So I'm sitting in a hotel room just finishing the notes for a presentation that I'm giving tomorrow.
I managed to drive the 5 hours up here from Massachusetts without any bad blood sugars and do several hours work on my presentation. I consider that no small achievement since the last hour was in rush-hour traffic, in the dark, and in the rain. Thank you God.
It's been a crazy few weeks for me, hence not posting for a while. But I figured I'd let folks know I'm still here (online that is, not in Canada) and will get back to it soon.
If you've heard about diabetes, you've certainly heard about insulin. That wonderful hormone that's produced by your pancreas and that does an excellent job of regulating your blood sugar - that is if you don't have diabetes.
If you do have Type 1 diabetes, then your pancreas is dead, it's a stiff, it has passed on! OK, I'm going overboard a bit but your pancreas doesn't produce insulin anymore.
No problem, you say, you can just get it and inject it. If only it was that simple.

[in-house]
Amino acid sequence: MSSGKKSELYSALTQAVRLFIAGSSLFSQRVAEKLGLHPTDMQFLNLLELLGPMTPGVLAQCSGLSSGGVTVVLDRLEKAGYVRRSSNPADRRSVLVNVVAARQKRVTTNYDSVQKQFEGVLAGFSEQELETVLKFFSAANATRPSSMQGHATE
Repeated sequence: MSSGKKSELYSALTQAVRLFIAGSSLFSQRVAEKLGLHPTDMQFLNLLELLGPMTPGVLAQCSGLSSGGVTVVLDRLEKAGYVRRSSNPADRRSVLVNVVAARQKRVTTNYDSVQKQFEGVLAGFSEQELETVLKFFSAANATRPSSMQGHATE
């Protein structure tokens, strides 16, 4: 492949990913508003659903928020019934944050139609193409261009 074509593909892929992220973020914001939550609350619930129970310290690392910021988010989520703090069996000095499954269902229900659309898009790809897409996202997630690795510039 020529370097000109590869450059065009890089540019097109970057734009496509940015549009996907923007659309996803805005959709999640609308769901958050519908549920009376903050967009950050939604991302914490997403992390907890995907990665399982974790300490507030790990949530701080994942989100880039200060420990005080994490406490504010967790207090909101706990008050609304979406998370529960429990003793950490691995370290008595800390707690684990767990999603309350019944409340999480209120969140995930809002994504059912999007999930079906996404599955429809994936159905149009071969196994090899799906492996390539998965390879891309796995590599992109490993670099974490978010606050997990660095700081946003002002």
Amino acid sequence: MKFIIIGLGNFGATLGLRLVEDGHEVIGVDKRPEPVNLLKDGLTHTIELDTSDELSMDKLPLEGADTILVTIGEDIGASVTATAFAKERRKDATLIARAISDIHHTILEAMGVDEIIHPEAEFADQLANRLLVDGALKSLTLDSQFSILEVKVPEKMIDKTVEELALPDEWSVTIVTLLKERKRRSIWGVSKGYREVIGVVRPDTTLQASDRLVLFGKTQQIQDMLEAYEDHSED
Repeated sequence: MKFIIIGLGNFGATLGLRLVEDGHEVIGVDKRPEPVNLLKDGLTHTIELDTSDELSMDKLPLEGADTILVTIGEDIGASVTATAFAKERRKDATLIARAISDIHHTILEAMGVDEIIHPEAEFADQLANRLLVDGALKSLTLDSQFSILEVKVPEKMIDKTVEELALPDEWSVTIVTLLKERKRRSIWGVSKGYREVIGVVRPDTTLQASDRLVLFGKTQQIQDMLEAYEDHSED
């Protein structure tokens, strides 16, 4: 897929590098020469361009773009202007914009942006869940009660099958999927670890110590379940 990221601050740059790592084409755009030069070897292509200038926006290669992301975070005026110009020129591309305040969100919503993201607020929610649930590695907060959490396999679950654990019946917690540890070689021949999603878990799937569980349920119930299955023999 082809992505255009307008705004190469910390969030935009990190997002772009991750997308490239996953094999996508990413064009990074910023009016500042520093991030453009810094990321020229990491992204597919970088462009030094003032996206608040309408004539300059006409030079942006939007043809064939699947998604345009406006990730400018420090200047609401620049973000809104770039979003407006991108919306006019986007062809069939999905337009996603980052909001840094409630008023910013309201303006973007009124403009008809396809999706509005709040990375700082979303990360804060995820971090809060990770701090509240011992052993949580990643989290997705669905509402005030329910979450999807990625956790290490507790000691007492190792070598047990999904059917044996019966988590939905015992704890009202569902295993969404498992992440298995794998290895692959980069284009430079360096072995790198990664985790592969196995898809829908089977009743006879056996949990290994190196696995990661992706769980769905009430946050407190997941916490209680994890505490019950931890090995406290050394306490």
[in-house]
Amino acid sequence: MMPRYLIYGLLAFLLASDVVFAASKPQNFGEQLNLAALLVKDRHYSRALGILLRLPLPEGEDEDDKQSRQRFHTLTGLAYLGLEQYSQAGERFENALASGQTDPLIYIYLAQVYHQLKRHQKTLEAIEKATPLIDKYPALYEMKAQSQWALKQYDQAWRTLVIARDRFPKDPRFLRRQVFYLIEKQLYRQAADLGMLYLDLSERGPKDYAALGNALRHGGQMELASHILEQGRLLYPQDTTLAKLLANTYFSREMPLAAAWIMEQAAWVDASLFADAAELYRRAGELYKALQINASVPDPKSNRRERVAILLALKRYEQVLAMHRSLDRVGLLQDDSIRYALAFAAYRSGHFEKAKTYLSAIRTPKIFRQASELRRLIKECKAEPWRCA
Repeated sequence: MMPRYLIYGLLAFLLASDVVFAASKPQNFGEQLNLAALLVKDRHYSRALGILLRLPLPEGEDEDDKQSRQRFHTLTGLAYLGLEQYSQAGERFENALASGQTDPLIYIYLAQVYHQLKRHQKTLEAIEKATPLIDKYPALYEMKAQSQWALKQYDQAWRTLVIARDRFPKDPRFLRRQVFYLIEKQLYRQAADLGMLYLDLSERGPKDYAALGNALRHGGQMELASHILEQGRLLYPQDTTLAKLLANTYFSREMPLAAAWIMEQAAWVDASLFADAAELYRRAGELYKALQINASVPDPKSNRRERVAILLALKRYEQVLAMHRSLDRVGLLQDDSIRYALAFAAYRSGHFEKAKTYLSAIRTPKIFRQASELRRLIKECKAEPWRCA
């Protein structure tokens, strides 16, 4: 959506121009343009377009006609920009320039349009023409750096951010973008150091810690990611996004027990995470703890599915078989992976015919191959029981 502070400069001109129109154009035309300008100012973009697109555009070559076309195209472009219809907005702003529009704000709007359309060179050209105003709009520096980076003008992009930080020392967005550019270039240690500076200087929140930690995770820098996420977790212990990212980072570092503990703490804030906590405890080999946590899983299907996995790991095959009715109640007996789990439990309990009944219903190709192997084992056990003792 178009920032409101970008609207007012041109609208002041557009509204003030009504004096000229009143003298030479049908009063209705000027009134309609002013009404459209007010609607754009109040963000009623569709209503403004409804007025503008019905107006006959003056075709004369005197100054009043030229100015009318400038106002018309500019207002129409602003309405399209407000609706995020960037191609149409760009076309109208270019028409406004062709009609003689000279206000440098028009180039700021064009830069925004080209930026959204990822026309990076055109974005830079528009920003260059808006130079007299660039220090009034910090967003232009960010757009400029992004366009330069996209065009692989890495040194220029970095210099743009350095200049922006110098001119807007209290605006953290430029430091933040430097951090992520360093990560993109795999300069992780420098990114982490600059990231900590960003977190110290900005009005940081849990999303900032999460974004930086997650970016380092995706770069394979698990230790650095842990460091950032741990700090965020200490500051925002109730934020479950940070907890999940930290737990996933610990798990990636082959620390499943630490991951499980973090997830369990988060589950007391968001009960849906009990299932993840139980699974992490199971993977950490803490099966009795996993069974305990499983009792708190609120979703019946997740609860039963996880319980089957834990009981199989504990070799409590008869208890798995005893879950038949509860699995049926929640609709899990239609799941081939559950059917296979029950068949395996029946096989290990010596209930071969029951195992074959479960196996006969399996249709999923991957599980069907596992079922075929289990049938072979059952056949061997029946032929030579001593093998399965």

Insulin is not a cure.
In the 1920's Banting and Best first 'discovered' insulin. Shortly afterwards companies starting making insulin using chopped up cow and pig pancreases. Sounds kind of gross, huh?
Guess what... Things haven't really changed all that much since then.
Insulin manufacturing is a bit better. And insulin delivery devices are much better. We've gone from testing urine to testing blood to determine how much insulin we need. Neither of these options was available in the 1920's.
But for the most part, not a lot has changed since then.
For most people going on insulin is really a long-term sentence. Sentenced to a life of:
Daily blood sugar testing.
Daily worrying about long-term complications.
Daily calculation of the amount of food you're eating.
Daily concerns about exercise, sickness, emotional swings.
Despite all of this, most folks that I know who have diabetes are remarkably upbeat, and have accomplished all the 'normal' things that others do with their lives.
My question is: why does it have to be so hard?
This is not a trivial disease. According to estimates at least 1,000,000 people in America alone have Type 1 diabetes.
If each of these are testing their blood sugar 4 times daily, then this amounts to 4 million test strips a day at an approximate cost of $2 million every day, or three quarters of a Billion dollars every year spent in America just to test our blood sugars.
Now add the cost of syringes, insulin, alcohol swabs, pump supplies, glucagon, ambulance rides, eye treatment, kidney treatment, amputations, etc., etc.